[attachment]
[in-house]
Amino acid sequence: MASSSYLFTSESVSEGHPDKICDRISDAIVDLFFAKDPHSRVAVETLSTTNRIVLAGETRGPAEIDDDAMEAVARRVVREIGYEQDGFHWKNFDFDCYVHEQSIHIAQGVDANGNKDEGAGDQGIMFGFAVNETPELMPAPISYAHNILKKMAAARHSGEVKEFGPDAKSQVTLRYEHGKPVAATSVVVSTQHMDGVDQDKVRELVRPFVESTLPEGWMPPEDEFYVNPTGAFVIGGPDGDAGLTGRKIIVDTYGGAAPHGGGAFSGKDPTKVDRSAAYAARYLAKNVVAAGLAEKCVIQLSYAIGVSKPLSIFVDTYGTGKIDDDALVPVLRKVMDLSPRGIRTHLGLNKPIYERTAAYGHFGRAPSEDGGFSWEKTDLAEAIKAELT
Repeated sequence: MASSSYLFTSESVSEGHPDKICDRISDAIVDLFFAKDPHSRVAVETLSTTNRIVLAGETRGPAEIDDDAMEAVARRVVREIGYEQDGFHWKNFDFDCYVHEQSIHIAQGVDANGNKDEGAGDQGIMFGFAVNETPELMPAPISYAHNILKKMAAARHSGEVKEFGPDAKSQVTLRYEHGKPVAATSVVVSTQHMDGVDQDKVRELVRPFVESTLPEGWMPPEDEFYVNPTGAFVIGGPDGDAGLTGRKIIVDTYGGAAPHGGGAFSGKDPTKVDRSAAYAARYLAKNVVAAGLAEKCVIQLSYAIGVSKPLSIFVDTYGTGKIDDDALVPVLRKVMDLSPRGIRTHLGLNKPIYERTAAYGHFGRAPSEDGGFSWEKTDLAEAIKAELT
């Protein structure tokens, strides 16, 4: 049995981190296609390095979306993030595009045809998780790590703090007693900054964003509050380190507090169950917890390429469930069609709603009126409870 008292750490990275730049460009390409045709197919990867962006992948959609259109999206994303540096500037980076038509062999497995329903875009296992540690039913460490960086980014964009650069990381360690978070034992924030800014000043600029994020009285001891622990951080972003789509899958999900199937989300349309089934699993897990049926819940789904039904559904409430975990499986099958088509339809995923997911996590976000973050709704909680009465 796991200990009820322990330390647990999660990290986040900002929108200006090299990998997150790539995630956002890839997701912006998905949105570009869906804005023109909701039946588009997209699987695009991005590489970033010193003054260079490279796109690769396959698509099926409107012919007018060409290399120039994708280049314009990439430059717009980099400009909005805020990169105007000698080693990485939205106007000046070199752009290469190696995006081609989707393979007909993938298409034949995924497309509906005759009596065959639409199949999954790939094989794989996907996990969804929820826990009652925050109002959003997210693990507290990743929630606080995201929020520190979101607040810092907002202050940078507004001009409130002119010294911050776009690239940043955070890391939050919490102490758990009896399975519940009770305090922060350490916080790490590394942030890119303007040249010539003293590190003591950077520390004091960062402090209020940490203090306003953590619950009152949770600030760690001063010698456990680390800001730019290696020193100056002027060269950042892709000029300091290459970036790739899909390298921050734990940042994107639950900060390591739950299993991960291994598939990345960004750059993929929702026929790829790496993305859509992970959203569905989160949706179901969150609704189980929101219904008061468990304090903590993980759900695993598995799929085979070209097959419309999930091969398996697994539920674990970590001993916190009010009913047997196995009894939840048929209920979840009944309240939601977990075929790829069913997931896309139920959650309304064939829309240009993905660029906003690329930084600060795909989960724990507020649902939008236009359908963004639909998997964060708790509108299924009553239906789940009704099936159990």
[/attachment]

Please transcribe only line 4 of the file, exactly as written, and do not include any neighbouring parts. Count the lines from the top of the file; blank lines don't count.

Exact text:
């Protein structure tokens, strides 16, 4: 049995981190296609390095979306993030595009045809998780790590703090007693900054964003509050380190507090169950917890390429469930069609709603009126409870 008292750490990275730049460009390409045709197919990867962006992948959609259109999206994303540096500037980076038509062999497995329903875009296992540690039913460490960086980014964009650069990381360690978070034992924030800014000043600029994020009285001891622990951080972003789509899958999900199937989300349309089934699993897990049926819940789904039904559904409430975990499986099958088509339809995923997911996590976000973050709704909680009465 796991200990009820322990330390647990999660990290986040900002929108200006090299990998997150790539995630956002890839997701912006998905949105570009869906804005023109909701039946588009997209699987695009991005590489970033010193003054260079490279796109690769396959698509099926409107012919007018060409290399120039994708280049314009990439430059717009980099400009909005805020990169105007000698080693990485939205106007000046070199752009290469190696995006081609989707393979007909993938298409034949995924497309509906005759009596065959639409199949999954790939094989794989996907996990969804929820826990009652925050109002959003997210693990507290990743929630606080995201929020520190979101607040810092907002202050940078507004001009409130002119010294911050776009690239940043955070890391939050919490102490758990009896399975519940009770305090922060350490916080790490590394942030890119303007040249010539003293590190003591950077520390004091960062402090209020940490203090306003953590619950009152949770600030760690001063010698456990680390800001730019290696020193100056002027060269950042892709000029300091290459970036790739899909390298921050734990940042994107639950900060390591739950299993991960291994598939990345960004750059993929929702026929790829790496993305859509992970959203569905989160949706179901969150609704189980929101219904008061468990304090903590993980759900695993598995799929085979070209097959419309999930091969398996697994539920674990970590001993916190009010009913047997196995009894939840048929209920979840009944309240939601977990075929790829069913997931896309139920959650309304064939829309240009993905660029906003690329930084600060795909989960724990507020649902939008236009359908963004639909998997964060708790509108299924009553239906789940009704099936159990």